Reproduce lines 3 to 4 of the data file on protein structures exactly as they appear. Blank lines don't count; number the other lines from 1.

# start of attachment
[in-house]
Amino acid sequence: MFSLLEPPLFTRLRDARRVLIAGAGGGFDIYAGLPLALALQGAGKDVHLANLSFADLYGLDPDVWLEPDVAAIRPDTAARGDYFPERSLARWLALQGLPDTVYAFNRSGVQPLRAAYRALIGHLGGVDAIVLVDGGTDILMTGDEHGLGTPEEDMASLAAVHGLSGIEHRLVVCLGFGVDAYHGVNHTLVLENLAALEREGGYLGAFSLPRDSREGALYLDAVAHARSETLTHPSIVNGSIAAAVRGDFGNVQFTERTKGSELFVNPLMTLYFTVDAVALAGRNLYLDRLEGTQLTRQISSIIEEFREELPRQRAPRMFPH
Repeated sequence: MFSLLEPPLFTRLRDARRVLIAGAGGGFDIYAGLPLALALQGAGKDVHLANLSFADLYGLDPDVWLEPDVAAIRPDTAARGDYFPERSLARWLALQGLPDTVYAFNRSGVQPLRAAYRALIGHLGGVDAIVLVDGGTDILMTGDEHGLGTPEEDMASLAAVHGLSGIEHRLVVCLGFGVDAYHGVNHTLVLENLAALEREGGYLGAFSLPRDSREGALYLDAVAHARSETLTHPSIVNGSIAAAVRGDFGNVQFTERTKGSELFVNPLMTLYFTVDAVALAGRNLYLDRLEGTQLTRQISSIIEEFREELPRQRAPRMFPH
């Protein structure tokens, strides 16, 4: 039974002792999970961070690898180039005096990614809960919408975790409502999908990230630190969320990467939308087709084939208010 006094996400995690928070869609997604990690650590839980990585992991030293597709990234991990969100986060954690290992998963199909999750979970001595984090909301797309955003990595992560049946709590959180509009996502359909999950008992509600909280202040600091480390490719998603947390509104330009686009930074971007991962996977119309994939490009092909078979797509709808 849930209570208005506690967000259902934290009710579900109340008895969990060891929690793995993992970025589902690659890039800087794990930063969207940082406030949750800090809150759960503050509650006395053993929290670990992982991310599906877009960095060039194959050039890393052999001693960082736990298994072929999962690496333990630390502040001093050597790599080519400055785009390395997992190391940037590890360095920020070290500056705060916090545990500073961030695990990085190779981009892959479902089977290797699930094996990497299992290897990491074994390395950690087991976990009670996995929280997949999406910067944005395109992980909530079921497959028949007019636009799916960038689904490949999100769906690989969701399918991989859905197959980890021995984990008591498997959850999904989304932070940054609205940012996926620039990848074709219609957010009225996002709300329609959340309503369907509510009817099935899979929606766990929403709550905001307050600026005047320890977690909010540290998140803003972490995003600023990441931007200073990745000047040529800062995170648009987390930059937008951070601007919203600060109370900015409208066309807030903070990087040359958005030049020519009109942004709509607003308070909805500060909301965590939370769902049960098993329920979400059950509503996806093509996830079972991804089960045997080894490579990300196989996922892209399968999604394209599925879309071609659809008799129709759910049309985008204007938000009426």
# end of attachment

Repeated sequence: MFSLLEPPLFTRLRDARRVLIAGAGGGFDIYAGLPLALALQGAGKDVHLANLSFADLYGLDPDVWLEPDVAAIRPDTAARGDYFPERSLARWLALQGLPDTVYAFNRSGVQPLRAAYRALIGHLGGVDAIVLVDGGTDILMTGDEHGLGTPEEDMASLAAVHGLSGIEHRLVVCLGFGVDAYHGVNHTLVLENLAALEREGGYLGAFSLPRDSREGALYLDAVAHARSETLTHPSIVNGSIAAAVRGDFGNVQFTERTKGSELFVNPLMTLYFTVDAVALAGRNLYLDRLEGTQLTRQISSIIEEFREELPRQRAPRMFPH
């Protein structure tokens, strides 16, 4: 039974002792999970961070690898180039005096990614809960919408975790409502999908990230630190969320990467939308087709084939208010 006094996400995690928070869609997604990690650590839980990585992991030293597709990234991990969100986060954690290992998963199909999750979970001595984090909301797309955003990595992560049946709590959180509009996502359909999950008992509600909280202040600091480390490719998603947390509104330009686009930074971007991962996977119309994939490009092909078979797509709808 849930209570208005506690967000259902934290009710579900109340008895969990060891929690793995993992970025589902690659890039800087794990930063969207940082406030949750800090809150759960503050509650006395053993929290670990992982991310599906877009960095060039194959050039890393052999001693960082736990298994072929999962690496333990630390502040001093050597790599080519400055785009390395997992190391940037590890360095920020070290500056705060916090545990500073961030695990990085190779981009892959479902089977290797699930094996990497299992290897990491074994390395950690087991976990009670996995929280997949999406910067944005395109992980909530079921497959028949007019636009799916960038689904490949999100769906690989969701399918991989859905197959980890021995984990008591498997959850999904989304932070940054609205940012996926620039990848074709219609957010009225996002709300329609959340309503369907509510009817099935899979929606766990929403709550905001307050600026005047320890977690909010540290998140803003972490995003600023990441931007200073990745000047040529800062995170648009987390930059937008951070601007919203600060109370900015409208066309807030903070990087040359958005030049020519009109942004709509607003308070909805500060909301965590939370769902049960098993329920979400059950509503996806093509996830079972991804089960045997080894490579990300196989996922892209399968999604394209599925879309071609659809008799129709759910049309985008204007938000009426």